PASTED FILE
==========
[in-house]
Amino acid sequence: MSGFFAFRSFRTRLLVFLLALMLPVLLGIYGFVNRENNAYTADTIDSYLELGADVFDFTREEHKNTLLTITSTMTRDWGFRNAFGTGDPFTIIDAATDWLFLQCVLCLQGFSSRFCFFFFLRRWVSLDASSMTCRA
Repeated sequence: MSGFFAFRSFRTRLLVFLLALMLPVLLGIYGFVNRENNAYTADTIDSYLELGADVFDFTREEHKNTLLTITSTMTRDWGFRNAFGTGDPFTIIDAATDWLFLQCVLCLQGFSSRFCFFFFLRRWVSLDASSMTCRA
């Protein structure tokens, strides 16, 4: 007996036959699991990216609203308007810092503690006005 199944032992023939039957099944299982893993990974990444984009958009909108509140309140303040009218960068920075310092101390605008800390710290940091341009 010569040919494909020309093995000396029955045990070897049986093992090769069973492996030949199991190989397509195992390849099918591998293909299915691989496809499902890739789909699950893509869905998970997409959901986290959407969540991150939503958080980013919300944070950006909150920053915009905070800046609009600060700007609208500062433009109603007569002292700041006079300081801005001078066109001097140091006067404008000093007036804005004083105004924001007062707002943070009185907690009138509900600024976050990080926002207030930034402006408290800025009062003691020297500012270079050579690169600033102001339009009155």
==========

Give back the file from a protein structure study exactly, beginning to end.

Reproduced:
[in-house]
Amino acid sequence: MSGFFAFRSFRTRLLVFLLALMLPVLLGIYGFVNRENNAYTADTIDSYLELGADVFDFTREEHKNTLLTITSTMTRDWGFRNAFGTGDPFTIIDAATDWLFLQCVLCLQGFSSRFCFFFFLRRWVSLDASSMTCRA
Repeated sequence: MSGFFAFRSFRTRLLVFLLALMLPVLLGIYGFVNRENNAYTADTIDSYLELGADVFDFTREEHKNTLLTITSTMTRDWGFRNAFGTGDPFTIIDAATDWLFLQCVLCLQGFSSRFCFFFFLRRWVSLDASSMTCRA
């Protein structure tokens, strides 16, 4: 007996036959699991990216609203308007810092503690006005 199944032992023939039957099944299982893993990974990444984009958009909108509140309140303040009218960068920075310092101390605008800390710290940091341009 010569040919494909020309093995000396029955045990070897049986093992090769069973492996030949199991190989397509195992390849099918591998293909299915691989496809499902890739789909699950893509869905998970997409959901986290959407969540991150939503958080980013919300944070950006909150920053915009905070800046609009600060700007609208500062433009109603007569002292700041006079300081801005001078066109001097140091006067404008000093007036804005004083105004924001007062707002943070009185907690009138509900600024976050990080926002207030930034402006408290800025009062003691020297500012270079050579690169600033102001339009009155």